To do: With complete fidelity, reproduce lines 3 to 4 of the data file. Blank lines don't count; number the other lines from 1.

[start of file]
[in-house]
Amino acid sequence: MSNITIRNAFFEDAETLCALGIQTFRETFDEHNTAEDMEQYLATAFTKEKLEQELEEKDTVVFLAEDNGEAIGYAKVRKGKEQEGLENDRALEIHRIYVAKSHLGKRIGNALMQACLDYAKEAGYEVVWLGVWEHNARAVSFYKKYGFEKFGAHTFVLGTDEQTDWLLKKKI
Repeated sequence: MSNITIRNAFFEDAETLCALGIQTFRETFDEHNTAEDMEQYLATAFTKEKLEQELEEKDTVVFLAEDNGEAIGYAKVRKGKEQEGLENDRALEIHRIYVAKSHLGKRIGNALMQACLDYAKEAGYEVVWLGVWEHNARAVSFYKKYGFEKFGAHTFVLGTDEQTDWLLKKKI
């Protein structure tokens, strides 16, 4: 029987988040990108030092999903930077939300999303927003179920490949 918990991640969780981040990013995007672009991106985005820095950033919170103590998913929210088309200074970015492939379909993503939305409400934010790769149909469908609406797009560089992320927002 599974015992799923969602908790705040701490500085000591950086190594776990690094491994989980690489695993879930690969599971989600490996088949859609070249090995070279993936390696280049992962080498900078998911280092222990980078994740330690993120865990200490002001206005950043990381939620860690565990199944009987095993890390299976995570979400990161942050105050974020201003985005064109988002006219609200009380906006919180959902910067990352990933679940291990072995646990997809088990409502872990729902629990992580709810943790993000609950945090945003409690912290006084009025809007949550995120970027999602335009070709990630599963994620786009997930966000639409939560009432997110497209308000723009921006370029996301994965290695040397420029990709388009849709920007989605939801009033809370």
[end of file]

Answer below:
Repeated sequence: MSNITIRNAFFEDAETLCALGIQTFRETFDEHNTAEDMEQYLATAFTKEKLEQELEEKDTVVFLAEDNGEAIGYAKVRKGKEQEGLENDRALEIHRIYVAKSHLGKRIGNALMQACLDYAKEAGYEVVWLGVWEHNARAVSFYKKYGFEKFGAHTFVLGTDEQTDWLLKKKI
């Protein structure tokens, strides 16, 4: 029987988040990108030092999903930077939300999303927003179920490949 918990991640969780981040990013995007672009991106985005820095950033919170103590998913929210088309200074970015492939379909993503939305409400934010790769149909469908609406797009560089992320927002 599974015992799923969602908790705040701490500085000591950086190594776990690094491994989980690489695993879930690969599971989600490996088949859609070249090995070279993936390696280049992962080498900078998911280092222990980078994740330690993120865990200490002001206005950043990381939620860690565990199944009987095993890390299976995570979400990161942050105050974020201003985005064109988002006219609200009380906006919180959902910067990352990933679940291990072995646990997809088990409502872990729902629990992580709810943790993000609950945090945003409690912290006084009025809007949550995120970027999602335009070709990630599963994620786009997930966000639409939560009432997110497209308000723009921006370029996301994965290695040397420029990709388009849709920007989605939801009033809370």